The following is a guest post by Cecily Hood of Contain Yourself Design, an Indianapolis-based company that specializes in seasonal container design, as well as landscaping for both commercial and residential clients. Ms. Hood graduated from Ball State University with a degree in Landscape Architecture, and she has been working in the industry ever since.
Fall is one of my favorite times of the year. Not only is it a beautiful season with leaves changing, it's also a great time to spruce up landscaping because it is prime time for planting! (The cooler weather makes it nice, too.)
If you have recently purchased a new house, you may be looking for some ideas for your landscaping. After all, it sets the tone for your home and can majorly boost your curb appeal. But if you're not an expert in plants, you may be hesitant to make any major adjustments. Well, you've come to the right spot because I'm going to share with you several Fall landscaping ideas for your home.
Fall = Ideal for Landscaping
Fall is one of the best times to plant - from Evergreen and deciduous trees and shrubs, to perennials all the way down to grass seed - the weather isn't as hot and we tend to get more rain. These conditions limit the amount of initial stress the plants receive which causes them to adapt to their new environment quickly. Most people think of Fall as the dead time of the year, but I think it's probably the coolest part of a plant's life. All of the blooms that once were have now formed seed pods which add a unique texture to the garden, which we'll talk about a bit later.
Fall is a great time to plant mums, but they are annuals so don't expect them to come back next year. For a fun display, I love to add in straw bales, corn stalks, indian corn, pumpkins, and gourds. There are so many fun accents you can add to really make your landscape pop in the Fall - like ornamental peppers (but don't eat them!).
Starting from Scratch
If you are hoping to completely re-do your landscaping, I recommend hiring an expert - or at least consulting someone who works at a nursery to help give you some guidance. But here are some things to keep in mind when it comes to landscaping.
If you don't like the landscaping that is around the home that you just purchased, ripping it out to start over is fine. But you need to make sure that you account for draining. If you're ripping plants out, you'll be creating a void in the soil where the roots used to be (which soaked up water). So where is the water going to go now? The last thing you want to do is have it go down to the foundation of your house. So make sure you create a slope that goes away from the house.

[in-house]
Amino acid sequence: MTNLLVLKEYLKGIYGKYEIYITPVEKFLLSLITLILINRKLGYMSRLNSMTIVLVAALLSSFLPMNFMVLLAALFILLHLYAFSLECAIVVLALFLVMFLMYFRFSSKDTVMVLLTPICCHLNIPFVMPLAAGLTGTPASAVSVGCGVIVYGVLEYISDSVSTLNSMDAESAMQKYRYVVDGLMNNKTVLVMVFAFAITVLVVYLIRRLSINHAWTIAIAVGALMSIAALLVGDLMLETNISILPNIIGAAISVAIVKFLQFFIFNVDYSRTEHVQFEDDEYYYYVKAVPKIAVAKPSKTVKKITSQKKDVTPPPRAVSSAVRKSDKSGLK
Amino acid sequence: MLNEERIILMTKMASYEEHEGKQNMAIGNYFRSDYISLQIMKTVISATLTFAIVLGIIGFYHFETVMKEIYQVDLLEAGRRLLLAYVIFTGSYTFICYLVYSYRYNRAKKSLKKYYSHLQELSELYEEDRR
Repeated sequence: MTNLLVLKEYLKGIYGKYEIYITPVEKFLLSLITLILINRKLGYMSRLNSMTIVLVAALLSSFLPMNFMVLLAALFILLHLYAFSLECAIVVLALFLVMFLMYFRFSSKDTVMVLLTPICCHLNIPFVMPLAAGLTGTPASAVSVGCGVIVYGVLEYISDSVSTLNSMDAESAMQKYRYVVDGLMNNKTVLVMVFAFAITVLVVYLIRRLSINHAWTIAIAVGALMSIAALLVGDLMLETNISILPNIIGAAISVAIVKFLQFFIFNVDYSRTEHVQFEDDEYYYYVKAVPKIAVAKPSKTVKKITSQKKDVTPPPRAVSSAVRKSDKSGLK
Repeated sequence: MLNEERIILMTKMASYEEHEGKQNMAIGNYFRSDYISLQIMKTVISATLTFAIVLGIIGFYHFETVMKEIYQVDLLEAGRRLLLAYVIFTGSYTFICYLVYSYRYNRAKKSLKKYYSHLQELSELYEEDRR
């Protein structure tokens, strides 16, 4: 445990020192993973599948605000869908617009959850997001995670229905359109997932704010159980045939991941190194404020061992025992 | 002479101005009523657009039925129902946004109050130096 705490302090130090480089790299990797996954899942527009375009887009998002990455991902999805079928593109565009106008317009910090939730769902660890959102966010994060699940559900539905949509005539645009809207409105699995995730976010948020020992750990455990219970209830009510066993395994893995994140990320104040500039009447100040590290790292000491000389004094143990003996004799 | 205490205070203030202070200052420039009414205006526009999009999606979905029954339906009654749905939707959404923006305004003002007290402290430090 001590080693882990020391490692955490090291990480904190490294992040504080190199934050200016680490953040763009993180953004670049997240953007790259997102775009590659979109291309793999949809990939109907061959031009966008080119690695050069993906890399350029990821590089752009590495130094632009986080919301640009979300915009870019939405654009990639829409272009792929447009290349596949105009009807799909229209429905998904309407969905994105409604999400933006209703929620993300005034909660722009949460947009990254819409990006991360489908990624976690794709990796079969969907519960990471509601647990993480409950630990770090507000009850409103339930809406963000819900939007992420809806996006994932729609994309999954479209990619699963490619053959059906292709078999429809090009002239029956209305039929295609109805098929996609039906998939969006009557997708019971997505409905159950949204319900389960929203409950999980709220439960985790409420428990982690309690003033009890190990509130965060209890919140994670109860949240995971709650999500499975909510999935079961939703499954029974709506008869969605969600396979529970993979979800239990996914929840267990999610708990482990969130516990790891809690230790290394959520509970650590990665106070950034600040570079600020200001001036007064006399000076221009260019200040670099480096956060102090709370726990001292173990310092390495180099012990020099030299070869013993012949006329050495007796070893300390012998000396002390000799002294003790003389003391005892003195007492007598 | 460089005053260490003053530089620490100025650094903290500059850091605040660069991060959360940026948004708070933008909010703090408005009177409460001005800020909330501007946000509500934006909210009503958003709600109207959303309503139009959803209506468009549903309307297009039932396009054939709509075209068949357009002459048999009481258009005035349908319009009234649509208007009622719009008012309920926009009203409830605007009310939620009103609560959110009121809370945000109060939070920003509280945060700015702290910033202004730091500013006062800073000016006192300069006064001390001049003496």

From there, I like to consider your "foundation planting," which is what you plant around the base of your house so that it doesn't look naked during the winter months. These would be things like evergreens shrubs that keep their needles year round. They can be used up against the house to hold the cover and keep continual interest.
Anchors and Layers
There are no real rules to landscaping in that it really boils down to personal preference. But I like to have anchors - larger trees or shrubs at the side corners of the house to hold your view. So if you look at the house, your eye catches these areas.
I also like to do layers of plants. In a landscaping bed, I would put tall ones in the back then gradually work down to the shorter pieces in the front. If price is an issue, start with some of the foundation pieces in the back (like tall grasses or shrubs) then work your way forward each season as you have more money to spend.
You'll also want to consider bloom time when you plant. Ideally, you design for all 4 seasons of interest - meaning, you want the landscaping to look good (and have something in bloom) during all 4 seasons. In regards to perennials, Spring bloomers would be flowers like Tulips and Daffodils. Summer bloomers are Daisies, Daylilies, and Phlox. Fall bloomers are asters.
Another key to planting is to mix textures, which makes just as big of an impact as colors do. Dainty flowers like Nepeta (Catmint) and Echinacea (Coneflower) can be mixed with the harsher foliage of a Perennial grass to create a cool effect of color and texture. Remember when I mentioned the seed pods earlier? They can help add varied texture to your landscaping beds. Plants take on a whole different look in the summer than they do in the Fall. Hydrangeas turn from white to green in the Summer then brown; Ornamental grasses have a plume flower that appears in late Summer and Fall.
Fall is prime time for planting bulbs (tulips, daffodils, alliums, etc). In order for them to bloom, they have to go through a period of extreme cold before they are able to rejuvenate in the spring. If they don't go through that, they won't come up. So if you want Spring flowers, make sure you plant the bulbed ones in the Fall.
Here are a few additional tips to keep in mind as you're doing landscaping:
- Don't plant trees close to your house. They need space to grow; you don't want the branches to interfere with your house or the roots to mess with your foundation.
- Fertilize your annuals once a week and water them three times a week (Weather depending).
- As a general rule, don't plant anything during a month that ends in "y" (January, February, July, etc). It's too hot or to cold.
Whatever you do with your landscaping, make sure you use plants that you love!
If you have any questions about landscaping or are looking for help with your landscaping, you can contact Cecily via her website.